I’ve been thinking a lot about minimalist running lately and the way we are built for running. Also, I’ve been contemplating our “holistic” running system (nutrition, feet, breathing, and mind). I’m in the off-season and this is a time of year I reflect.
I just started running again after some short time off after Ozark Trail 100 and I’m using this time to transition to a more minimalist running shoe. I’ve already been dabbling in the Vibram Five Fingers. I walk around town a few days a week in them. Do short jogging sessions in them. Spend time barefoot.
I’m also weaning myself off an aftermarket insole I’ve used for years. My feet have been locked up since 2003 in some kind of insole (e.g. plastic orthotic, then flexible orthotic, then aftermarket insole)…I’ve been slowing weaning myself to more and more of a neutral shoe with a over the counter insole. Now it’s time to make the final switch. My shoe of choice to go to is the New Balance MT 100. The runs I’ve done in them have been short but good. I’m doing it slowly as my feet adjust. It definitely feels better to run without the insole in a lightweight trainer (more nimble, more sensitive to the terrain)…but, I know I have weak muscles in my feet for a full out switch over. Baby steps. Every other day. Then when I feel good, the final transition.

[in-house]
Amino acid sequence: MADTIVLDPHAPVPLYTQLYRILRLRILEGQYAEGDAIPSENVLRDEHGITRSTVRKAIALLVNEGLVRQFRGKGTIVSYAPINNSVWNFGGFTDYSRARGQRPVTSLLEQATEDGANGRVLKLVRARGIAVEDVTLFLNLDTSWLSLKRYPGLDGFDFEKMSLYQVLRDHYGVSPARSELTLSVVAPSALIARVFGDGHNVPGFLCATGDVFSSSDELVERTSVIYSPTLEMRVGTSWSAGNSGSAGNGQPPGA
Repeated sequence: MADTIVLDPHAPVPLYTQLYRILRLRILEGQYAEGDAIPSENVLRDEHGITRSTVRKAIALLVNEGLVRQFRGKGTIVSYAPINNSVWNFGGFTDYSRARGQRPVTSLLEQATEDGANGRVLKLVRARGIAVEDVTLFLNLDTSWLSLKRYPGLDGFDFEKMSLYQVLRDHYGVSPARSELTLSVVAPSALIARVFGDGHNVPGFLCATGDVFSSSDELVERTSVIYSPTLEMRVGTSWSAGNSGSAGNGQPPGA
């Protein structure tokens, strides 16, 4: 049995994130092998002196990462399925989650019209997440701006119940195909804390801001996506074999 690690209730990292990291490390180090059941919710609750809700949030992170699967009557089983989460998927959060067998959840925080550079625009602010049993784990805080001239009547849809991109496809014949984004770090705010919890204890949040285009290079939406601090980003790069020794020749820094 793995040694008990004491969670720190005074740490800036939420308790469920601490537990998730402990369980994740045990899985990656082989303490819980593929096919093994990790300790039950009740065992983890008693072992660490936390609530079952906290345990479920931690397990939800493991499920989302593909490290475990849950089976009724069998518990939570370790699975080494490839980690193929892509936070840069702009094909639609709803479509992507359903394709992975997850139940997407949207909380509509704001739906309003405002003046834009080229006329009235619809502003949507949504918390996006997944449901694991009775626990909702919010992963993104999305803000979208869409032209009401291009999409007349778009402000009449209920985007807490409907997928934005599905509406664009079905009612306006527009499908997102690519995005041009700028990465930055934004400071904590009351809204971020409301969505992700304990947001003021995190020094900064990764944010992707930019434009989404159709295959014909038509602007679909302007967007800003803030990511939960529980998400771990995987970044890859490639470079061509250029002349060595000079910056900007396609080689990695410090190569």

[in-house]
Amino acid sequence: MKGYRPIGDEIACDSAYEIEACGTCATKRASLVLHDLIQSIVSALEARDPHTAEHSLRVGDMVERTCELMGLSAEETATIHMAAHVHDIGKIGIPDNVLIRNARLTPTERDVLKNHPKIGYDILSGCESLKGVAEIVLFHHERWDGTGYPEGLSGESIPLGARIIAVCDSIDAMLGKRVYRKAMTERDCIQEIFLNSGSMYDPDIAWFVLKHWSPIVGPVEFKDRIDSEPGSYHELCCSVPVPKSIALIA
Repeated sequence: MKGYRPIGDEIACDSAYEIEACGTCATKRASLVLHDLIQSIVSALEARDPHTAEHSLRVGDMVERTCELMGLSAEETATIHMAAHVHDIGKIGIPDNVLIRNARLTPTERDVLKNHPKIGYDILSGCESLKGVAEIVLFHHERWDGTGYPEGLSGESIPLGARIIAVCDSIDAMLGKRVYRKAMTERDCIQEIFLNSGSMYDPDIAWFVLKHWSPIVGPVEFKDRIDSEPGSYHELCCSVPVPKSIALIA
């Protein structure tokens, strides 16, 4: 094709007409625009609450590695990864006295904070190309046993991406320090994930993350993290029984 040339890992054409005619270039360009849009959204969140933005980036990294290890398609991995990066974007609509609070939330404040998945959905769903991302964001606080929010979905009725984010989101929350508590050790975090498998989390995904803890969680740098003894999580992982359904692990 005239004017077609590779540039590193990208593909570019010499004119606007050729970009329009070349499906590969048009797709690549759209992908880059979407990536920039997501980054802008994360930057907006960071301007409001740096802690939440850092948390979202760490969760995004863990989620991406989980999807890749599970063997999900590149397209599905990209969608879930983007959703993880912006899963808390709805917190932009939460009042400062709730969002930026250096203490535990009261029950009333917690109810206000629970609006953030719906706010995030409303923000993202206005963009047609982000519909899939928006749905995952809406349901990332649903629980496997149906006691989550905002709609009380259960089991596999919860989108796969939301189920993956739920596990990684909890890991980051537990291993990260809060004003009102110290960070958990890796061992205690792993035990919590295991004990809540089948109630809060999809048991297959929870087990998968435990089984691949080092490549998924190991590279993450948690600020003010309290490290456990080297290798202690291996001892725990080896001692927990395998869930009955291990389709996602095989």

This minimalist approach got me thinking about how we breathe when running with regard to how to teach my son to breathe while running. My wife and I are raising two kids that are being introduced to running. My young son just completed a fall session of a kids running club and he had some issues with side cramping. I jogged next to him on one of their little XC time trials and realized he was breathing through his mouth very sporadically. Well, this got me thinking about breathing and how to teach it. I came across a very interesting article by a running coach called Josh McDougal is a Perfect Example of What is Wrong With High School Track by John Raucci and I thought I’d share it. He covers feet, breathing, mind, training…the building blocks of a lifetime of running. If you have the time, read this very long, but very good article. Giddyup!